Yunno, it’s been eight years since I released my last independent album. So it’s good to be back. But it’s not make or break in terms of my sense of who I am, or paying the rent. So as you can imagine that has its own freedom to it. It can be pure. It’s kind of ok if no one enjoys this record. Because I do. And I listened to it on the way here. That oughta be the first most important audience. And my kids sing it to me, and they’re the second most important. It meant a lot to me that you name checked a couple tracks. And I would love for it to move some units. But that doesn’t make or break for me at this point. Which isn’t terribly rock ‘n roll. Or maybe it is. I dunno.
RA: Look at somebody like Kanye West; he’s not terribly concerned with moving units. He just wants to put it out there, and control it. So… the rules are changing!
BW: If only I had a show on E!
RA: What was it about these songs that kept you coming back to them over two years?
BW: Songwriting for me… the best thing you can do is turn off the front part of your brain that’s editing you all the time and just kind of strum until an idea comes through wherever and out your mouth and then you hear a phrase that feels like, ‘Oh! That means something, I don’t know what.’ It’s catchy it’s hooky, it’s smart or it’s deep or whatever it is. And you write it down and before you know it there’s something to that. And for me it’s like this puzzle. And the puzzle is like ultimately life itself and the song is a way to unlock that puzzle. What’s it mean? Why am I here? All that stuff. All that big existential stuff. So I think whether or not I was making a record, whether or not I was playing Thursday night, whether or not I would get to talk with you, songwriting is like this means of unlocking this puzzle.
RA: You’re juggling all these different things a lot over a two year period. With so much going on, there has to be something going on with these songs…
BW: I made a promise to myself that I was going to make a record. And I was going to make a good record. And I was going to make a record that I could be proud of. Because it’s hard to tell how many of these I’m going to make at this point. I would say to myself or somebody else, ‘I’m going to do this thing.’ Because once you’ve said it – and this is the reason I used to write on that blog for all those years – because if you publicly say, ‘I’m going to do this thing,’ then that holds you to account. And so I said to myself when I started a new job, ‘I’m going to release a new record within a year.’ And the reason I kept going and it took two is that it was good, and I didn’t want to be half done; I wanted it to be cohesive.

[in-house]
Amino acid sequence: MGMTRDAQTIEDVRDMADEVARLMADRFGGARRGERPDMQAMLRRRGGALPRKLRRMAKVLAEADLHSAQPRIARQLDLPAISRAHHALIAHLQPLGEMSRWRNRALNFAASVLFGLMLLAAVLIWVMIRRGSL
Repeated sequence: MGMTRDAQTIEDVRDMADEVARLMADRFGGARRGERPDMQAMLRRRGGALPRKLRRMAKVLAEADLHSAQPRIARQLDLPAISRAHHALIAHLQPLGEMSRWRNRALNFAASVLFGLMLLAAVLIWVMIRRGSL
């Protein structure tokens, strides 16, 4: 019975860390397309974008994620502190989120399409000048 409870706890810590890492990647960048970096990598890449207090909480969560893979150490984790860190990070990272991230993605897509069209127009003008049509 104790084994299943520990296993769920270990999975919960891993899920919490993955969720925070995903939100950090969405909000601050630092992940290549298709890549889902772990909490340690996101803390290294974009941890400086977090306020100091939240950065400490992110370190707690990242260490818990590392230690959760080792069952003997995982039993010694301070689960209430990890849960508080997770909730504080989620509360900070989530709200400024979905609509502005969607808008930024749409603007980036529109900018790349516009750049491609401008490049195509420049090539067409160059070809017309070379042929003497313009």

RA: How did the song, “Anytime Anywhere” come about?
BW: It started with that rhythm part. And then I just started singing. And the first phrase – I shouldn’t say this out loud into a microphone – but the first phrase [that came to me] was “bus fare.” And I was like, ‘Wha!?!’ But you’re just finding the shape of the sound. And then I just got to “Anytime, Anywhere.” What it came to mean to me is that we’re present to the people we love, whether it’s our friends or our family. And that consistency, presence, reliability… these are the hallmarks, the things that are most meaningfully in our lives. I was kind of singing to my kids or my wife or my friends, “Anytime, anywhere, I’ll be there; I got your back.” It’s a fun one, right? It’s a little punky with crunchy guitars, but it’s pretty poppy.
RA: With a title like “Great Lakes” I wasn’t expecting it!
BW: You were expecting all mariner songs in 3/4!?! That’s why I wanted to take times. I wanted strings, and guitars. I wanted the soundscape – particularly the title track – to sound like it feels to stand on a mountain or swim in the ocean. That kind of epic scope. Like you’re being moved by something physically, viscerally and emotionally.
RA: You put out the album like you planned: check. Your wife and kids like it: check. What’s next on the list?
BW: I’d like to play a good show and feel like the room is vibrating at a different frequency. Beyond that, it would be nice if a piece of video was shared somewhere I wasn’t expecting. After that it begins to be grounded in very simple stuff like receiving an email of “This song really meant something to me, thank you.” I’ve gone from the broad impact of wanting to play stadiums – which would still be lovely; I played to 800 people last week and it was awesome. I’m happy to do big rooms. But it’s also really nice when someone tell you one-to-one that what you’ve made means something to them. So I’ll take It from the large and abstract to the one-to-one and say, a couple of those would be nice.
RA: I like it. Benjamin Wagner, always good to see you.
BW: And you, Ralphie.
Feel Like Home
St. Anne (Of The Silence)
Ocean Of Doubt
The Last Time